MEXICO CITY — If this really was the final World Cup qualifier between the U.S. and Mexico at the famed and fearsome Estadio Azteca, then the arena that had been a confidence-draining American graveyard for so many decades went out with a forlorn whimper.
The altitude remained the same: 7,200 feet. Just about everything else felt and sounded different than the mythic details from stories told by those who built the region’s most passionate rivalry. The crowd, limited to fewer than 50,000 by security and ID protocols enacted because of past homophobic chanting, seemed passive or resigned. The nearly vertical upper deck was mostly empty.
Mexico has been far from convincing during Concacaf’s World Cup qualifying competition and entered Thursday’s showdown having lost a record three straight to the young American men. El Tri coach Gerardo Martino was booed during pregame introductions. The organized Mexican supporters groups that usually add so much ferocity and color to proceedings were subdued or absent. And on a few occasions, the PA announcer resorted to yelling “México! México!” over the Azteca loudspeaker hoping to generate some atmosphere. At times, the 1,000-or-so U.S. fans behind the south goal were the loudest in the stadium.
Prior games at Azteca had been played before more than 100,000 partisans in the hazy mid-day heat. This one, at a smaller, refurbished, more corporate Azteca, was in the evening—cool and relatively even-tempered. And so the U.S. had perhaps its last best chance to win an official match on Mexican soil, while taking a massive step toward the Qatar World Cup along the way. Twice, they were on the threshold of history. But Christian Pulisic and Jordan Pefok missed point-blank sitters on either side of halftime, letting El Tri off the hook and helping seal a 0-0 tie.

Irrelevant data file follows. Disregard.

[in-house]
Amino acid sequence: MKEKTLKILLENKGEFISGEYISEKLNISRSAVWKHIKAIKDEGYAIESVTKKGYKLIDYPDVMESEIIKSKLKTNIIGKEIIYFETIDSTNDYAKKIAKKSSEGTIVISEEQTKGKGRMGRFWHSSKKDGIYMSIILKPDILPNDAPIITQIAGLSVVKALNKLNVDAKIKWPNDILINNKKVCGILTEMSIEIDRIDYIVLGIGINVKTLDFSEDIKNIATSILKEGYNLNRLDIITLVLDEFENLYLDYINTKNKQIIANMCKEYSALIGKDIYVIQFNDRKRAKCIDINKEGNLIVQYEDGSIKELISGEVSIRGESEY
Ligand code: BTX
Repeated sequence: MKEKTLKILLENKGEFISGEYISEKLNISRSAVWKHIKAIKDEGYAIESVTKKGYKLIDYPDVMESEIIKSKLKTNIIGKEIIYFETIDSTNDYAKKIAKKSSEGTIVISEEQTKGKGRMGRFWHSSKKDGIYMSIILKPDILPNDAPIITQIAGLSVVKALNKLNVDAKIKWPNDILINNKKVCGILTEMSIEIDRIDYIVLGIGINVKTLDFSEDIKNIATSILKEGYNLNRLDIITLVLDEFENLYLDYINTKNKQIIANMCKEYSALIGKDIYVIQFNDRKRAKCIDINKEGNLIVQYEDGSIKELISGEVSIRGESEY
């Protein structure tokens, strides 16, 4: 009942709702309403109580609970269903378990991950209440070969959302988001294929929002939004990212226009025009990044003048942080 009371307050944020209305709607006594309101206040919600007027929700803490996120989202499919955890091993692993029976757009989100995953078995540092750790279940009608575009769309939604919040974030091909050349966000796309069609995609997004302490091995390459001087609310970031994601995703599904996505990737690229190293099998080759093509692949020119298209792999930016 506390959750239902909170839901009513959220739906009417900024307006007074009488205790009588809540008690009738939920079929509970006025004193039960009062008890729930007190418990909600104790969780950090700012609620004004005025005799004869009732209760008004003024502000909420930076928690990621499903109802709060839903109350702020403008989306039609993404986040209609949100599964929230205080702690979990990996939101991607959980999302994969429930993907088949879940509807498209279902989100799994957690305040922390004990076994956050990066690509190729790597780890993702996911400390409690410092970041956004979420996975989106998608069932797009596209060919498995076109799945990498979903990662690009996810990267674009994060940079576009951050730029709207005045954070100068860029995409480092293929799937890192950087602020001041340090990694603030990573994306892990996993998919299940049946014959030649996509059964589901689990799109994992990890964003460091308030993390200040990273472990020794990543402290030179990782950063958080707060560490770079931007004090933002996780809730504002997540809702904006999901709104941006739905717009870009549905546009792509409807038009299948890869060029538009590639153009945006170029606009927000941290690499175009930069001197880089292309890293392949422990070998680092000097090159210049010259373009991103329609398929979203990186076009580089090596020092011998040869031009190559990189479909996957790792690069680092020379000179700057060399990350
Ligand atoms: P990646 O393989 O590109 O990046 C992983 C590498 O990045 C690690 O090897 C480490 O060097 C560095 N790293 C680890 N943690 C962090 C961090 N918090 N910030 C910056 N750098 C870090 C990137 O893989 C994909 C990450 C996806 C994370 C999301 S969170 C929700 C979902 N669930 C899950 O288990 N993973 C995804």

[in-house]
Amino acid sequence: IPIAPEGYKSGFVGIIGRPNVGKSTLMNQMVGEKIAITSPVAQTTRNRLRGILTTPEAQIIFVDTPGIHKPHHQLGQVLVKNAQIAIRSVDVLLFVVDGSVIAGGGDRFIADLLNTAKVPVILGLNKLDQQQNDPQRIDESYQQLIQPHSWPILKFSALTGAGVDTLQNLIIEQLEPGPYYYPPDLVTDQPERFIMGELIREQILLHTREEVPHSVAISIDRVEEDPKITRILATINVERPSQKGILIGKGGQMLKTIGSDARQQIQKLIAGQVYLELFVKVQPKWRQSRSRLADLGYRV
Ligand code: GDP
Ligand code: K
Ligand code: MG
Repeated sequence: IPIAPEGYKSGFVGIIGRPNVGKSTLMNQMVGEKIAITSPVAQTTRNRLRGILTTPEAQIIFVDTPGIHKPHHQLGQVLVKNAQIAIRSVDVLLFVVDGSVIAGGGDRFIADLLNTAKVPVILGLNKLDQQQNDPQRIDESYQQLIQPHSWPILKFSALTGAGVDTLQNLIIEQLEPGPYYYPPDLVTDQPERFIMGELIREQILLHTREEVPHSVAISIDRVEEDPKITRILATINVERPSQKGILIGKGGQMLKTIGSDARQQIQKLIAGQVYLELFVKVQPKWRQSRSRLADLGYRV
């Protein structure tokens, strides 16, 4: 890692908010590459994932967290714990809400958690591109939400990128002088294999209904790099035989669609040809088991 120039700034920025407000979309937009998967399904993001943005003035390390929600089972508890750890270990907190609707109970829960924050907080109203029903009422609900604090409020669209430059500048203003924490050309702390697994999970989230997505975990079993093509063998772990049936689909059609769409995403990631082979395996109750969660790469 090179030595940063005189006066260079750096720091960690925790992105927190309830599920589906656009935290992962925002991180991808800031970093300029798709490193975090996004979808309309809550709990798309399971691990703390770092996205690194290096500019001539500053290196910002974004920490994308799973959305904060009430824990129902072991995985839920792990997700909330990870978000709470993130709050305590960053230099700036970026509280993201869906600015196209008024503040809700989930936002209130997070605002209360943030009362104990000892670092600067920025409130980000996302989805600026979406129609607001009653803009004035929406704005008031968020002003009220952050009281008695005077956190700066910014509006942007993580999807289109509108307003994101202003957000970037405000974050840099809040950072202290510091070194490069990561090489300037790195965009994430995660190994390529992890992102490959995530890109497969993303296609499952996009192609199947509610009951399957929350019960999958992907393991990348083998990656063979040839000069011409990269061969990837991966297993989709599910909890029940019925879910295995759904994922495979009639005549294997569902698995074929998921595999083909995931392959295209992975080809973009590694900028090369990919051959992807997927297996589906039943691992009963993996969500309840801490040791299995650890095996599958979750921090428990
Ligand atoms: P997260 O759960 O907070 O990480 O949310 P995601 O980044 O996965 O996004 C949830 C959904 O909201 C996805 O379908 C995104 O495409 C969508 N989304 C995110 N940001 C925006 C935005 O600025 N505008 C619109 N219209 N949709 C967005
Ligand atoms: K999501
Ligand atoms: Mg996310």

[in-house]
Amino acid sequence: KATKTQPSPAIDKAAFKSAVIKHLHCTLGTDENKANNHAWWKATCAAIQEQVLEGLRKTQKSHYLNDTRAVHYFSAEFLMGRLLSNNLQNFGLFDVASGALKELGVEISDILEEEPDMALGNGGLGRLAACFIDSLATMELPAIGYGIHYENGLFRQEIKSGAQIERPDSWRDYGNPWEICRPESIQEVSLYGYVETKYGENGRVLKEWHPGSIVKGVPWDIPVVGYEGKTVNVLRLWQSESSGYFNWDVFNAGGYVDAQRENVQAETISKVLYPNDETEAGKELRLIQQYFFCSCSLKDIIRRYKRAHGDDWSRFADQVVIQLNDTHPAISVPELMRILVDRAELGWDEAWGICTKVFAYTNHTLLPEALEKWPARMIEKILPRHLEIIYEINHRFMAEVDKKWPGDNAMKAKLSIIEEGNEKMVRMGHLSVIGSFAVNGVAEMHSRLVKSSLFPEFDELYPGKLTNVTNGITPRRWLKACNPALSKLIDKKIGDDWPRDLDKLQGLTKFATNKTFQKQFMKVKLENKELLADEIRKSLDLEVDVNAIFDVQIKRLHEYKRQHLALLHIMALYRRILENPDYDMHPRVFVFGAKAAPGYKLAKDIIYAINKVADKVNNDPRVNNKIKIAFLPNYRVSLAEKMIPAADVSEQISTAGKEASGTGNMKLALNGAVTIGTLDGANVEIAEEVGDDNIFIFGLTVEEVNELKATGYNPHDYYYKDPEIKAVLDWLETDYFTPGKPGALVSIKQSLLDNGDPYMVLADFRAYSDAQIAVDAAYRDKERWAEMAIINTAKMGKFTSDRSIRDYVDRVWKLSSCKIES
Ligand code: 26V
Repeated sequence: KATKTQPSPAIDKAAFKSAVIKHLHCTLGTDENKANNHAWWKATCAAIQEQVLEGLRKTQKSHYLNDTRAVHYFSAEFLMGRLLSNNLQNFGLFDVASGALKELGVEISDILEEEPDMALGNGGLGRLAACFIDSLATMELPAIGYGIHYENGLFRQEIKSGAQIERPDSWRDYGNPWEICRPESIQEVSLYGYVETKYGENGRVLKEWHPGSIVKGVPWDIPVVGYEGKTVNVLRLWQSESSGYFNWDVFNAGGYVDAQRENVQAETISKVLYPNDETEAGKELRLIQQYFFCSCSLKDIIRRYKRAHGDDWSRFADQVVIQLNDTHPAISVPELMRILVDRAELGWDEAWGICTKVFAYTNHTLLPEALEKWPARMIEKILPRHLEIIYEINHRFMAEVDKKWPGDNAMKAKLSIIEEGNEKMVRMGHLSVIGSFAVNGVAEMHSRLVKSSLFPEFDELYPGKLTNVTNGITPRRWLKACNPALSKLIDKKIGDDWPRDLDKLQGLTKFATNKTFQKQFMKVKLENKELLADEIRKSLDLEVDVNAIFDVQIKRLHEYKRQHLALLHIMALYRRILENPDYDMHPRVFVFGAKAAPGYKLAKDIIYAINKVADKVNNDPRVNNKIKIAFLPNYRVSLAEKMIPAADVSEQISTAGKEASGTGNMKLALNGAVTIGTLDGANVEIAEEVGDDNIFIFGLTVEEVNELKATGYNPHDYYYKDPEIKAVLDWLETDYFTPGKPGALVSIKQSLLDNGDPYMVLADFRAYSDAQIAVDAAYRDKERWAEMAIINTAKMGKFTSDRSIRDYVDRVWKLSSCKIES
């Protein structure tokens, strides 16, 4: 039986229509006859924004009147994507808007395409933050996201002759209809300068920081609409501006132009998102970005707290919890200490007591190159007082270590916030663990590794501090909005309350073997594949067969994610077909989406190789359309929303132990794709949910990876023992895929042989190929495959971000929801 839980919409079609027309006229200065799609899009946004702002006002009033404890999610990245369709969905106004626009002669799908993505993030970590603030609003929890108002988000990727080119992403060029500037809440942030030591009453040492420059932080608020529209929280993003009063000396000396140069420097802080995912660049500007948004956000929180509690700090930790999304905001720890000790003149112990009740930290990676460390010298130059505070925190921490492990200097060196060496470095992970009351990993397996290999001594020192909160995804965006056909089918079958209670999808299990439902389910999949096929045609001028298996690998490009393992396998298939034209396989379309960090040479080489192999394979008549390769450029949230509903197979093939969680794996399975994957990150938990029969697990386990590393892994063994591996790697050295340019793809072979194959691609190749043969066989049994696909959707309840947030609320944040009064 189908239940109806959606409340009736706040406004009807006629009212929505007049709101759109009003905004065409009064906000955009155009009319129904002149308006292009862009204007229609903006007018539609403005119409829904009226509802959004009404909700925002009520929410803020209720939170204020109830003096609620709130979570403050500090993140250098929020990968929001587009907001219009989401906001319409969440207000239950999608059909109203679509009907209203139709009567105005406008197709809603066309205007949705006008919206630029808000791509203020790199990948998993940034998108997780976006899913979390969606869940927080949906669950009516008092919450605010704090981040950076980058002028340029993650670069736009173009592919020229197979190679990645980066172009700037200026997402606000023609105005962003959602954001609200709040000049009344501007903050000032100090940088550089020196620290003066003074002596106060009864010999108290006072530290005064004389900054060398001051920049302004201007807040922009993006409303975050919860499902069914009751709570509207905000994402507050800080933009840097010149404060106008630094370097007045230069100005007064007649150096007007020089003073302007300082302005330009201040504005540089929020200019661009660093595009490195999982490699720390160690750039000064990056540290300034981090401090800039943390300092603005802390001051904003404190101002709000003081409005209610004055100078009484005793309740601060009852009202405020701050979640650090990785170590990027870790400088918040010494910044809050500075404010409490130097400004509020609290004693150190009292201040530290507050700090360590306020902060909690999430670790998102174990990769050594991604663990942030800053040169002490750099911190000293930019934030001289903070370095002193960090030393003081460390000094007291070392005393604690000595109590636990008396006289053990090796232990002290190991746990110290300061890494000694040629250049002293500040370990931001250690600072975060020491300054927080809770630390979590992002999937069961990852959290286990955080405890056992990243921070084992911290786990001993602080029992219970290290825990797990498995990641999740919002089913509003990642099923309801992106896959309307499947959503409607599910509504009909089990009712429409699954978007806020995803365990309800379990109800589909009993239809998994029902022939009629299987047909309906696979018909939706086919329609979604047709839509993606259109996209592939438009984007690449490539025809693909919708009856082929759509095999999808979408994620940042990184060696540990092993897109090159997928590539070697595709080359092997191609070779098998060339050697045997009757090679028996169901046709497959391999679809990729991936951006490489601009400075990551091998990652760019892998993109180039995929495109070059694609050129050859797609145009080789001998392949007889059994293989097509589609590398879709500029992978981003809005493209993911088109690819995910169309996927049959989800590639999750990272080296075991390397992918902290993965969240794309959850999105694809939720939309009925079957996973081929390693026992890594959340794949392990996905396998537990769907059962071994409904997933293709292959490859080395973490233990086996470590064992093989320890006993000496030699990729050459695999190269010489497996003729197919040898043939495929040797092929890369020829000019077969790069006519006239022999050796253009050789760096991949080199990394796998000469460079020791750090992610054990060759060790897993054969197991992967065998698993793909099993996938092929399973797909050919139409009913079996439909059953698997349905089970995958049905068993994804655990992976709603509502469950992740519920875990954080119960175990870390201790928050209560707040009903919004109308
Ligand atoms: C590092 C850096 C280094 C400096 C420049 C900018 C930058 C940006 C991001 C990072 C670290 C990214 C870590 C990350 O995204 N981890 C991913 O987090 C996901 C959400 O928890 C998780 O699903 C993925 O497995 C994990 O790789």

Although the U.S. is now just 1-9-4 at Azteca (the win came in a 2012 friendly), the past three World Cup qualifiers ended in draws. The visitors were confident they could take advantage of the lull experienced by Mexico’s national team—and at its national stadium—and secure an unprecedented result. And for the most part they played like it. This wasn’t the defend and hold-on-for-dear-life sort of performance that past U.S. squads required here at this formidable venue, where Mexico had lost only two qualifiers in 50 years.
So it was both a point gained and a couple squandered, leaving the Americans (6-2-4) in second place in Concacaf’s Octagonal, three points behind the surprising Canadians and ahead of El Tri on goal difference. The top three finishers will book passage to the November-December World Cup and the fourth-place team will contest a one-game playoff against Oceania’s representative in June. The U.S. can seal one of those three automatic berths on Sunday evening in Orlando with a victory over fifth-place Panama (5-4-3) and a loss or draw by Costa Rica in El Salvador, or with a tie against Panama and a Costa Rica defeat. The U.S. and Los Ticos then meet in their Octagonal finale next Wednesday.
“It’s positive disappointment. That’s how I categorize it,” U.S. coach Gregg Berhalter said of Thursday’s showing and result. “The group is jazzed. They’re psyched. It was a good performance. We wanted to be the first team to beat Mexico at Azteca [in official competition] and we fell a little bit short. But the mood’s not down. Not at all. It’s the opposite. We know we’re going home.
“I can’t say enough about the effort of the guys. To expend that much energy at altitude like that is phenomenal.”
The U.S., Mexico and Canada are co-hosting the 2026 World Cup and so will qualify automatically. The Concacaf preliminaries almost certainly will change after that, as the expanded 48-team finals will have room for six or more entrants from North and Central America and the Caribbean. It’s unlikely that any format will seed the U.S. and Mexico in the same grouping, leaving many assuming that Thursday’s qualifier would be the last of its kind.
Amid the thick tension of the Octagonal stretch run, Berhalter, a former U.S. player with several rivalry games on his resume, still appreciated the significance of Thursday’s meeting. He said Wednesday that the U.S. was “happy and proud” to be competing upon this hallowed ground, the home of so much history and so many legends. Mexico’s sports daily Récord called Thursday’s match the “CLÁSICO DEL MILENIO” on its gameday front page. Much of the discussion during the past few days had been about Berhalter’s approach, and whether he’d risk fatigue or suspension at Azteca just 72 hours before the crucial home date with Panama. He answered that question emphatically, deploying a first-choice XI that matched his reverence for the rivalry and fit the occasion. You don’t send out a ‘B’ team for what could be the final World Cup qualifier between old enemies. You don’t contest the “Clásico of the Millennium” with one hand tied behind your back.